Sat, Jun 14, 2008 - Page 8 News List

EDITORIAL: The premier’s ship is taking on water

Premier Liu Chao-shiuan (劉兆玄) is under pressure. When not taking fire from the Democratic Progressive Party (DPP) opposition over commodities and gas prices, Chinese Nationalist Party (KMT) legislators and party officials consider it good sport to smack him around in public if he does not conduct himself in the ideological and administrative manner they expect.

Now he has been badgered into making an astonishing gaffe on Taiwan-Japan ties. KMT Legislator Chen Ken-te (陳根德) of Taoyuan County asked the premier questions that linked anti-Japanese language from Ma Ying-jeou (馬英九) before he became president to the ongoing spat over the Diaoyutai islets and this week’s collision between a Japanese patrol vessel and a Taiwanese fishing boat.

At one point, Chen wanted to know if Taiwan’s military was prepared for hostilities with Japan over the matter. Liu’s naive response to an irresponsible question was to play down the matter but still confirm that “war” was an option, if only the final option.

Liu has been in the job for less than a month. Without stronger support from the president and the KMT legislative caucus, it has to be asked if Liu will last the summer.

But if Liu is incapable of understanding the importance of diplomatic language and cannot brush aside rabble-rousing legislators looking to set him up, then he may as well quit now.

The response by DPP legislators to Liu’s words was less shrill than might be expected. Lee Chun-yee (李俊毅), who represents part of Tainan County, gave Liu a relatively polite lecture on the need for diplomatic language when dealing with neighboring states.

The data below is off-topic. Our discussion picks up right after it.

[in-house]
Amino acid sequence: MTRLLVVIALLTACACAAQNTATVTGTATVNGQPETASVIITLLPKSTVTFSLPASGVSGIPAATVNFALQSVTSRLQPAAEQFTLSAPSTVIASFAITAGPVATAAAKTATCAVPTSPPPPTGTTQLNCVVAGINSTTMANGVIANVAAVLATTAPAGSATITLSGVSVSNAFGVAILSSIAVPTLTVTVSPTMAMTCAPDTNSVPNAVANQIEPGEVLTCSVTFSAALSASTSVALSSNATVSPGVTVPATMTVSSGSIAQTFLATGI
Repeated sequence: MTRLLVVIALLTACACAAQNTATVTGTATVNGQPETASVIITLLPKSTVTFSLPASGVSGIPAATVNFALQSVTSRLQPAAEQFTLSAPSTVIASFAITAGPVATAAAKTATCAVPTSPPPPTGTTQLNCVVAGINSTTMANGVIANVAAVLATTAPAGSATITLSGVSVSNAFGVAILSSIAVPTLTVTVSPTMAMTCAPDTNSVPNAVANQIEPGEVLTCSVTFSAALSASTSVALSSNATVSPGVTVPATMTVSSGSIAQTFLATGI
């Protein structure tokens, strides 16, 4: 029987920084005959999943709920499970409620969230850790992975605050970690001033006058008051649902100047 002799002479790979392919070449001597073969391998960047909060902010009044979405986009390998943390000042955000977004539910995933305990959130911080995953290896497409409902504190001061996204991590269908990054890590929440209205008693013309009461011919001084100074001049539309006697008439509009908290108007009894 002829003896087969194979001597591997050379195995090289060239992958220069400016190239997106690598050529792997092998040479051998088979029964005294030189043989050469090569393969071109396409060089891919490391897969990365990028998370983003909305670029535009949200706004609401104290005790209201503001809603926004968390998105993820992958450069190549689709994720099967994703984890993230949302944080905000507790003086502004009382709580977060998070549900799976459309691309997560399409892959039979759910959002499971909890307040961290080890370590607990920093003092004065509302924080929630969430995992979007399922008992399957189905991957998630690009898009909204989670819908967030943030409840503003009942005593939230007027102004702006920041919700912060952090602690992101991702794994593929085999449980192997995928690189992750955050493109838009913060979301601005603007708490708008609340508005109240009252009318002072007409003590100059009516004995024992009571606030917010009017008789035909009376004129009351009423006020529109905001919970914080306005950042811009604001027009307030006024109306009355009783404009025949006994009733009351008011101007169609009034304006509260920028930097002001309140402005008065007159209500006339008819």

The president must take a large share of the responsibility for his premier’s misfortune and growing discomfort. As Taipei mayor, Ma was no friend of Taiwan’s Japanese heritage, let alone that in Taipei City. He also made inflammatory comments about using force to protect the Diaoyutai islets from Japanese incursions. Ma has form on Japan, and this is Liu’s cross to bear.

During his presidential campaign, Ma went to some effort to combat his poor press in Japan, traveling there widely and making a good impression overall.

But the actions of KMT legislators and party officials — conveniently timed to impress Chinese officials as negotiations continue in Beijing — may undo all of that.

Still more questions are emerging about what Ma intends to do overall with a legislature whose members on both sides of politics treat his premier like a punching bag. Ma might consider stepping out from behind his protective media veil and start standing up for his own appointments. That would be the decent thing to do. It is also essential politics.

In the meantime, in a show of patriotic hubris, members of the Diplomacy and National Defense Committee, led by the deputy legislative speaker, expect to tour the location where the sinking of the Taiwanese vessel took place.

The learned gentlemen of the committee need not bother wasting their time and defense resources in commandeering a destroyer.

As far as symbolism is concerned, there is already enough damage being inflicted on ties with Japan by KMT legislators seeking to blow this incident way out of proportion.

And as for the site of the incident, all they will see is salt water.

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